Regarding bank reserves and currency in circulation (together, ‘base money/monetary base’). Your viewpoint, as I interpret it, is this: These are “money” or “money-things”, and any credit balances in the monetary system refer to these. The viewpoint I suggest is this: Let’s have a look at the central bank ledger. There are credit balances which correspond with this base money. Could we view all base money as a credit balance in this ledger? This would allow us to adopt a pure “bookkeeping view” of the system. We don’t have any need to define “money”, and instead of “money”, even “base money”, we can talk about credit balances. It matters a great deal in what kind of ledger (central bank, commercial bank, a merchant, etc) credit balances are recorded, but they are all credit balances nevertheless.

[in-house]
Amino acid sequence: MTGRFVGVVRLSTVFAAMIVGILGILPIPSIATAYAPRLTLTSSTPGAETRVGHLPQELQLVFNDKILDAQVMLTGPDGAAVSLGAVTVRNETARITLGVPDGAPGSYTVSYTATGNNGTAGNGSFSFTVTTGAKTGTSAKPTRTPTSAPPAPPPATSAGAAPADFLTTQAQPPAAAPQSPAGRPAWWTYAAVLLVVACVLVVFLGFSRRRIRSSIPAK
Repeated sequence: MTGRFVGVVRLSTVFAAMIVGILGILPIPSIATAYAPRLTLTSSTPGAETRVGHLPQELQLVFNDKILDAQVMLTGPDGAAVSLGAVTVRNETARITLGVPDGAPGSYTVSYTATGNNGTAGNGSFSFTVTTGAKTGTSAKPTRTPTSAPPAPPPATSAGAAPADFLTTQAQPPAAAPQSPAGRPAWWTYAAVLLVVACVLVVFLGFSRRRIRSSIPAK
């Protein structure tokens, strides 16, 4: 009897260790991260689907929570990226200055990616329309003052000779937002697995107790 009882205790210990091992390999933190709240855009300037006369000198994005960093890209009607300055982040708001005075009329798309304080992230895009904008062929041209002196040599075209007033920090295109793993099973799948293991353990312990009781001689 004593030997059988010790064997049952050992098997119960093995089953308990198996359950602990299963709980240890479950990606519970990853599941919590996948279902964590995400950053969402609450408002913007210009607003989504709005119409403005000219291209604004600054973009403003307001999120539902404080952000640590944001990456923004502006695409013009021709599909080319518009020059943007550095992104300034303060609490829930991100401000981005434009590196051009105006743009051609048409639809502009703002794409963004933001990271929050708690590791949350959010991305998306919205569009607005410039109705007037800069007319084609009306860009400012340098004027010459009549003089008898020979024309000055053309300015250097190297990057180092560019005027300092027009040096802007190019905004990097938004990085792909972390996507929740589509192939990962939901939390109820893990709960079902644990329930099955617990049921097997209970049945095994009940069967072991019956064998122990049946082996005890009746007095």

This is, of course, a somewhat radical viewpoint, because it can (correctly) be interpreted as denying the existence of a thing called “money” (the medium-of-exchange and store-of-value parts of it). This makes it difficult to adopt the viewpoint. “Think it possible that money might not exist”, you can hear me asking. Perhaps it is too much to ask? (I contacted you because you seem to be a smart and open-minded guy philosophizing about “money” — not because I want to show you are wrong.)